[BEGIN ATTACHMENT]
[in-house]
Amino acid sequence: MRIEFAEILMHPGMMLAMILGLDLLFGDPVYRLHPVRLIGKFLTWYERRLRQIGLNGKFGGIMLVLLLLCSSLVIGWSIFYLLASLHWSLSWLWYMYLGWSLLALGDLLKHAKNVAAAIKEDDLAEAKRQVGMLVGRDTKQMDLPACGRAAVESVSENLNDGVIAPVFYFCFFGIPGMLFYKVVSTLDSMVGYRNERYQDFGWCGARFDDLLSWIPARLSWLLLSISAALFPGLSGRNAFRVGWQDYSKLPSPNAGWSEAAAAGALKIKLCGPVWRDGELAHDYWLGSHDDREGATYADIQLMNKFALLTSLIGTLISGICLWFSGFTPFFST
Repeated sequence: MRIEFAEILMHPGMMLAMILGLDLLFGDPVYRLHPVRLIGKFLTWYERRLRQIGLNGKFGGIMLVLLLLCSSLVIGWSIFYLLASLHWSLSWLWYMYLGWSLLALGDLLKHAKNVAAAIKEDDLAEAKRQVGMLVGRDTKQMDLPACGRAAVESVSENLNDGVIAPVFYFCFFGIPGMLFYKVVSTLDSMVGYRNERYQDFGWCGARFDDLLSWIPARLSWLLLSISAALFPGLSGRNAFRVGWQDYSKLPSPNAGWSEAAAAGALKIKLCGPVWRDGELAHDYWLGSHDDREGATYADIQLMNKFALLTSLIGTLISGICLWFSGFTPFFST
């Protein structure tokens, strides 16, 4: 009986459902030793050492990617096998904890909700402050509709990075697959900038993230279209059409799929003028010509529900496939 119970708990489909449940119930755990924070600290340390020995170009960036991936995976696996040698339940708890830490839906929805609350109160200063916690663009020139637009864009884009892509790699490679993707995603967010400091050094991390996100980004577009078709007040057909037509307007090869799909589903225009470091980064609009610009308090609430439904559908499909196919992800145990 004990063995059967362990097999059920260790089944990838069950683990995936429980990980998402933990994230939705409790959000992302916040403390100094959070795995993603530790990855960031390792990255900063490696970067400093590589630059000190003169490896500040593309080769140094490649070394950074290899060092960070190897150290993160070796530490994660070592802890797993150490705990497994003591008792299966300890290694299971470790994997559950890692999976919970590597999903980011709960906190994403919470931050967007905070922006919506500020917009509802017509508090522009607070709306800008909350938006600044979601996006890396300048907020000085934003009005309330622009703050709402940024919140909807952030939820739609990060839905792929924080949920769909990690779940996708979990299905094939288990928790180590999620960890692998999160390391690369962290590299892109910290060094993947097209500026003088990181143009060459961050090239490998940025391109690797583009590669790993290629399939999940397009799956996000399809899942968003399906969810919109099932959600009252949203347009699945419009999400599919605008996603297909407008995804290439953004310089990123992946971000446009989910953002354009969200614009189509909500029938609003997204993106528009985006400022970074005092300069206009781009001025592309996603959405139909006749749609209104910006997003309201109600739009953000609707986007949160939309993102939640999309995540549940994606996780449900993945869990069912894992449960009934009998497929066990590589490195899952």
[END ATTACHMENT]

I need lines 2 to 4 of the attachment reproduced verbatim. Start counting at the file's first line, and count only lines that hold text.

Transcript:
Amino acid sequence: MRIEFAEILMHPGMMLAMILGLDLLFGDPVYRLHPVRLIGKFLTWYERRLRQIGLNGKFGGIMLVLLLLCSSLVIGWSIFYLLASLHWSLSWLWYMYLGWSLLALGDLLKHAKNVAAAIKEDDLAEAKRQVGMLVGRDTKQMDLPACGRAAVESVSENLNDGVIAPVFYFCFFGIPGMLFYKVVSTLDSMVGYRNERYQDFGWCGARFDDLLSWIPARLSWLLLSISAALFPGLSGRNAFRVGWQDYSKLPSPNAGWSEAAAAGALKIKLCGPVWRDGELAHDYWLGSHDDREGATYADIQLMNKFALLTSLIGTLISGICLWFSGFTPFFST
Repeated sequence: MRIEFAEILMHPGMMLAMILGLDLLFGDPVYRLHPVRLIGKFLTWYERRLRQIGLNGKFGGIMLVLLLLCSSLVIGWSIFYLLASLHWSLSWLWYMYLGWSLLALGDLLKHAKNVAAAIKEDDLAEAKRQVGMLVGRDTKQMDLPACGRAAVESVSENLNDGVIAPVFYFCFFGIPGMLFYKVVSTLDSMVGYRNERYQDFGWCGARFDDLLSWIPARLSWLLLSISAALFPGLSGRNAFRVGWQDYSKLPSPNAGWSEAAAAGALKIKLCGPVWRDGELAHDYWLGSHDDREGATYADIQLMNKFALLTSLIGTLISGICLWFSGFTPFFST
């Protein structure tokens, strides 16, 4: 009986459902030793050492990617096998904890909700402050509709990075697959900038993230279209059409799929003028010509529900496939 119970708990489909449940119930755990924070600290340390020995170009960036991936995976696996040698339940708890830490839906929805609350109160200063916690663009020139637009864009884009892509790699490679993707995603967010400091050094991390996100980004577009078709007040057909037509307007090869799909589903225009470091980064609009610009308090609430439904559908499909196919992800145990 004990063995059967362990097999059920260790089944990838069950683990995936429980990980998402933990994230939705409790959000992302916040403390100094959070795995993603530790990855960031390792990255900063490696970067400093590589630059000190003169490896500040593309080769140094490649070394950074290899060092960070190897150290993160070796530490994660070592802890797993150490705990497994003591008792299966300890290694299971470790994997559950890692999976919970590597999903980011709960906190994403919470931050967007905070922006919506500020917009509802017509508090522009607070709306800008909350938006600044979601996006890396300048907020000085934003009005309330622009703050709402940024919140909807952030939820739609990060839905792929924080949920769909990690779940996708979990299905094939288990928790180590999620960890692998999160390391690369962290590299892109910290060094993947097209500026003088990181143009060459961050090239490998940025391109690797583009590669790993290629399939999940397009799956996000399809899942968003399906969810919109099932959600009252949203347009699945419009999400599919605008996603297909407008995804290439953004310089990123992946971000446009989910953002354009969200614009189509909500029938609003997204993106528009985006400022970074005092300069206009781009001025592309996603959405139909006749749609209104910006997003309201109600739009953000609707986007949160939309993102939640999309995540549940994606996780449900993945869990069912894992449960009934009998497929066990590589490195899952």